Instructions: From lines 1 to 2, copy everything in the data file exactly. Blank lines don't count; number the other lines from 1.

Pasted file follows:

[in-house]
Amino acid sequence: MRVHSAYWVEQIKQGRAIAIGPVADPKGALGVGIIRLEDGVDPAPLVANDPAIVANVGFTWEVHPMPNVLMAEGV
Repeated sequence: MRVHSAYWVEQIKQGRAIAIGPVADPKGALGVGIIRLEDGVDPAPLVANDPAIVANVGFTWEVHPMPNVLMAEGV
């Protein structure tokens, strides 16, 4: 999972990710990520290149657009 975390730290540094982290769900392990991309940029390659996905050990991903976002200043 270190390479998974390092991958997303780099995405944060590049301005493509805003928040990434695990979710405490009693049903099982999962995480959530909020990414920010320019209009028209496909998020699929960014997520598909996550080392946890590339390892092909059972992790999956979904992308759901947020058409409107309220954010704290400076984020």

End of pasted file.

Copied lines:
[in-house]
Amino acid sequence: MRVHSAYWVEQIKQGRAIAIGPVADPKGALGVGIIRLEDGVDPAPLVANDPAIVANVGFTWEVHPMPNVLMAEGV